Resources for Seniors
The Coronavirus Aid, Relief, and Economic Security (CARES Act) provides a one-time rebate to taxpayers, a modification of the tax treatment of certain retirement fund withdrawals and charitable contributions; a delay of employer payroll taxes and taxes paid by certain corporations; and other changes to the tax treatment of business income and net operating losses.
Summary: Economic Impact Payments
- Full, $1,200 economic assistance payments for American adults, including for the lowest income taxpayers, and $500 per child.
- All U.S. residents with adjusted gross income up to $75,000 ($150,000 married), who are not a dependent of another taxpayer and have a work eligible social security number, are eligible for the full $1,200 ($2,400 married) rebate. In addition, they are eligible for an additional $500 per child.
- The advance payment of rebates is reduced by $5 for every $100 of income to the extent a taxpayer’s income exceeds $150,000 for a joint filer, $112,500 for a head of household filer, and $75,000 for anyone else (including single filers).
- This is true even for those who have no income, as well as those whose income comes entirely from non-taxable means-tested benefit programs, such as SSI benefits.
Social Security and SSI recipients are eligible for the rebate payments:
- Everyone is eligible for the full rebate payments as long as they have an SSN and their household income is not too high. Rebate payments start to phase out at the thresholds of $75,000 single, $112,500 head of household, and $150,000 married.
- This includes Social Security beneficiaries (retirement, disability, survivor) and Supplemental Security Income (SSI) recipients.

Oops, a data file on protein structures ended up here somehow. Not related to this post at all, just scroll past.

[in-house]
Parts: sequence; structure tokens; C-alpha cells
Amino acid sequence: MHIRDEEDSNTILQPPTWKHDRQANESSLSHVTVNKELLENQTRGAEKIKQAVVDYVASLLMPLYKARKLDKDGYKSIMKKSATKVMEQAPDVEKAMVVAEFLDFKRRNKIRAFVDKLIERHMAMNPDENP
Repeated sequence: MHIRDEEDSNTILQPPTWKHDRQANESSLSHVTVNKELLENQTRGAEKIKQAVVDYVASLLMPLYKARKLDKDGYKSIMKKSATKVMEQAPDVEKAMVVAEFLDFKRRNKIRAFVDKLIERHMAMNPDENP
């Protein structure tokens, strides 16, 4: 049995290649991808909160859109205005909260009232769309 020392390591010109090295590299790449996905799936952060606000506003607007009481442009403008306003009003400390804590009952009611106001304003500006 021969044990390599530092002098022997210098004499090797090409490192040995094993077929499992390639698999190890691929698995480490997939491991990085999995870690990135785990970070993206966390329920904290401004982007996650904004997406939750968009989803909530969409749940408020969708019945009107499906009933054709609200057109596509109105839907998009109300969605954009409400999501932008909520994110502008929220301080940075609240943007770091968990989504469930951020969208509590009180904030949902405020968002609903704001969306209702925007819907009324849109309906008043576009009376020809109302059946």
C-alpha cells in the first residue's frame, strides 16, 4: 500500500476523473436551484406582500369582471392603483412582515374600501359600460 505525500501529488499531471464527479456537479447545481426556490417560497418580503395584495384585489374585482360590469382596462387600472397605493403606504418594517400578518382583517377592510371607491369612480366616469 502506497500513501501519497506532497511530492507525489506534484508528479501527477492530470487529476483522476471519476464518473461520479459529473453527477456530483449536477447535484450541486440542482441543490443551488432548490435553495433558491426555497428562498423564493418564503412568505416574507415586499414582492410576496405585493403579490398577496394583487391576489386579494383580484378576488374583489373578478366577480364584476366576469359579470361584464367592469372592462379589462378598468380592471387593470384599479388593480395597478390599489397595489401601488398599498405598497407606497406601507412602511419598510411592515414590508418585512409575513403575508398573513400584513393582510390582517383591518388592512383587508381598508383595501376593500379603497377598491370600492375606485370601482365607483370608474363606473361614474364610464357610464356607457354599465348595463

- Like other tax credits, these payments do not count as income or resources for means-tested programs. Receiving a rebate will not interfere with someone’s eligibility for SSI, SNAP, Medicaid, ACA premium credits, TANF, housing assistance, or other income-related federal programs.
- These rebates do not affect receipt of state or federal unemployment compensation.
- Read more about the CARES Act and Social Security here.
Local Resources for Seniors:
- The Joslyn Center has compiled a list of grocery stores offering senior shopping hours, grocery stores with home delivery, and other local assistance programs. You can also find a list of restaurants that deliver here.
- The Mizell Center offers delivery meals each weekday to homebound seniors and 9 congregate sites, such as other senior centers, on routes that stretch from White Water to the Salton Sea. Click here to find out more.
- The State of California has announced a news state-wide meal delivery program for seniors as well as several other initiatives to help seniors who are self-isolating.
- In partnership with the California Department on Aging, the State of California has launched the Social Bridging Project. You can call the Friendship Line of California at 1-888-670-1360 if you are experiencing anxiety, loneliness, and isolation.
- The FBI has released warnings about recent scams targeting seniors during the COVID-19 pandemic. You can read more about how to identify scams that are attempting to steal personal information by promising free tests or expedited economic impact payments here.
- California Health Advocates has also compiled important information for seniors on fraud and scams targeting older Americans. Click here for more information or click here to register for monthly webinars on the subject.
For more information from the CDC on how to protected older adults and others who are at a heightened risk of COVID-19, click here.